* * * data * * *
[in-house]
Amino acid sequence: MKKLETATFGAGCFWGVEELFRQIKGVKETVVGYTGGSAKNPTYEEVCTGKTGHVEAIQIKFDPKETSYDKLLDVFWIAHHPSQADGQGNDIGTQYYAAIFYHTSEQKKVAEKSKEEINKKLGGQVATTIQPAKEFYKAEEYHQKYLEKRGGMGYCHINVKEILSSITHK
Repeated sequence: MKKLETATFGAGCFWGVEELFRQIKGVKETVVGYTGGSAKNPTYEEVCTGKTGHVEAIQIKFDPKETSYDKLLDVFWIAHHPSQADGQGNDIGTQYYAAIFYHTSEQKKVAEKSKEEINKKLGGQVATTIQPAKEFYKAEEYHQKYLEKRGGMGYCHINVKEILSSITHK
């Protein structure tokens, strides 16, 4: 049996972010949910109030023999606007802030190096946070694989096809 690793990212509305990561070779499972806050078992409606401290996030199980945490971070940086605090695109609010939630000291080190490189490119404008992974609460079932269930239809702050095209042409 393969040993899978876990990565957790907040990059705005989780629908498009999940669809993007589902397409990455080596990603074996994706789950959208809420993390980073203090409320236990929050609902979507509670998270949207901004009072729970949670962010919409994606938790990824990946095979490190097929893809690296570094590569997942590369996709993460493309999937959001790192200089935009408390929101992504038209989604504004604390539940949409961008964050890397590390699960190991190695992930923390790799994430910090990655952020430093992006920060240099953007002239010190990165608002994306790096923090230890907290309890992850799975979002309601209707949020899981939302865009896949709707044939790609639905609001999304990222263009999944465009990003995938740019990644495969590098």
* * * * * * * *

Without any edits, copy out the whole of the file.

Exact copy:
[in-house]
Amino acid sequence: MKKLETATFGAGCFWGVEELFRQIKGVKETVVGYTGGSAKNPTYEEVCTGKTGHVEAIQIKFDPKETSYDKLLDVFWIAHHPSQADGQGNDIGTQYYAAIFYHTSEQKKVAEKSKEEINKKLGGQVATTIQPAKEFYKAEEYHQKYLEKRGGMGYCHINVKEILSSITHK
Repeated sequence: MKKLETATFGAGCFWGVEELFRQIKGVKETVVGYTGGSAKNPTYEEVCTGKTGHVEAIQIKFDPKETSYDKLLDVFWIAHHPSQADGQGNDIGTQYYAAIFYHTSEQKKVAEKSKEEINKKLGGQVATTIQPAKEFYKAEEYHQKYLEKRGGMGYCHINVKEILSSITHK
């Protein structure tokens, strides 16, 4: 049996972010949910109030023999606007802030190096946070694989096809 690793990212509305990561070779499972806050078992409606401290996030199980945490971070940086605090695109609010939630000291080190490189490119404008992974609460079932269930239809702050095209042409 393969040993899978876990990565957790907040990059705005989780629908498009999940669809993007589902397409990455080596990603074996994706789950959208809420993390980073203090409320236990929050609902979507509670998270949207901004009072729970949670962010919409994606938790990824990946095979490190097929893809690296570094590569997942590369996709993460493309999937959001790192200089935009408390929101992504038209989604504004604390539940949409961008964050890397590390699960190991190695992930923390790799994430910090990655952020430093992006920060240099953007002239010190990165608002994306790096923090230890907290309890992850799975979002309601209707949020899981939302865009896949709707044939790609639905609001999304990222263009999944465009990003995938740019990644495969590098």